Ten years into the project she was beckoned to photograph “bellies,” her Pregnancy Plates series, which share a likeness to the ripened melon and life-giving fruit in her earlier work. Unlike those quiescent objects, these images are those of eight young women in late pregnancy. This series is entitled Beautiful Vulnerabilities. These are intimate nude images, sometimes a little disquieting, but also a political statement about the female living within America’s contemporary societal norms in the 21st century. Contemporaneously with the Pregnancy Plate series, Janet also undertook making antique doll portraits. These pale and delicate figurines are juxtaposed against a stark black background. The doll images express our vulnerability, as children, adults and seniors, focusing on our human frailties.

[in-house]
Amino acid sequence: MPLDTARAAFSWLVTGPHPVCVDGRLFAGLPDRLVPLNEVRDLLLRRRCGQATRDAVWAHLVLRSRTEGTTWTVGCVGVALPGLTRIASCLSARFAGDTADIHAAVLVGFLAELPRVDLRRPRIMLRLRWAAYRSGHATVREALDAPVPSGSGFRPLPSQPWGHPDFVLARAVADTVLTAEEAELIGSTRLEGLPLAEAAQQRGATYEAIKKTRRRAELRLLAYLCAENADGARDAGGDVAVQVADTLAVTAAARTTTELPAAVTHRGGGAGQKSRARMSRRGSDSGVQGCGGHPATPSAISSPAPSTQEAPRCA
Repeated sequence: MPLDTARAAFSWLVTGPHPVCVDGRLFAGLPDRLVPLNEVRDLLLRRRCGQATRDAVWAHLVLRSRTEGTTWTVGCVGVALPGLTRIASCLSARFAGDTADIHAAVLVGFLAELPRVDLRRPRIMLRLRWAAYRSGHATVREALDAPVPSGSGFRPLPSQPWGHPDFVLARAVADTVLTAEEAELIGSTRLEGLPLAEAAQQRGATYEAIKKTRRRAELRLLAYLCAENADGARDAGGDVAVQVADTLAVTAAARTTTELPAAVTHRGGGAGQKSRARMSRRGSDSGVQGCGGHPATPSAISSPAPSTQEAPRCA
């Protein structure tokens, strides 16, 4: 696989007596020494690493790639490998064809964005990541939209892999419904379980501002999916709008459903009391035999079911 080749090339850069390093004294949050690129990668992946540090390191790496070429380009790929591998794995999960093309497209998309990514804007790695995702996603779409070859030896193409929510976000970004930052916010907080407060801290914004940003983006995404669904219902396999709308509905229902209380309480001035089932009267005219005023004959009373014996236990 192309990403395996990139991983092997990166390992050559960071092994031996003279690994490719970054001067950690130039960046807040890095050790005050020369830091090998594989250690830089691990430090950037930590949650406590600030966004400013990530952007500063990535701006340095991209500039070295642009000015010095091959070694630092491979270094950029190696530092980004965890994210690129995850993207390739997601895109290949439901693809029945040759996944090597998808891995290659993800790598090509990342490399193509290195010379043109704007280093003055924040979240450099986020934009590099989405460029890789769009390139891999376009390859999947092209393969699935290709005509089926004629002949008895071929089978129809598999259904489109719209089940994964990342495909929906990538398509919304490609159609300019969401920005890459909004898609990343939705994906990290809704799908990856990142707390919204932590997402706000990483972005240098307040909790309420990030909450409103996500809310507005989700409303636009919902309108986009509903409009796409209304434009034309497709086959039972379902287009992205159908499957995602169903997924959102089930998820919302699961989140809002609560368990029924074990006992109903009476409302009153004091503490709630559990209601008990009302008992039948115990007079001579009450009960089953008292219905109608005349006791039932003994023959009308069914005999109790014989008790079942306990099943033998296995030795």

Russek’s Memory series, the closing chapter in her book, are images of iconic nostalgic objects out of her past, memorabilia from her parents’ era. They include portraits of a chess set, corsets, gloves, shoe brushes, shoe trees, stockings, a hat, a coat, a manual typewriter and a suitcase. She photographs these selected mementos out of her past and treats them with the same aesthetic sensibilities she had for her earlier still lifes. Janet Russek’s tribute to her parents and to her mentors is a photographic metaphor for the ephemeral nature of life and its cycles. All of her work in this exhibition and in her book, The Tenuous Stem, document nature and the natural processes.
Janet Russek has and continues to capture her images using natural light with a large-format camera, and all the prints are black-and-white gelatin silver.
Janet and her spouse, David Scheinbaum, have collaborated on two books, Ghost Ranch: Land of Light (1997) and Images in the Heavens, Patterns on the Earth: The I Ching (2004). Janet’s most recent book isThe Tenuous Stem by Radius Books (2013), Santa Fe. In 1980, Janet and David founded Schienbaum & Russek, Ltd.
A Booksigning for Janet Russek’s Tenuous Stem will be held on Saturday, September 28, 2013 from 2-4pm.
NEVADA WIER - Invisible Light: The World in Infrared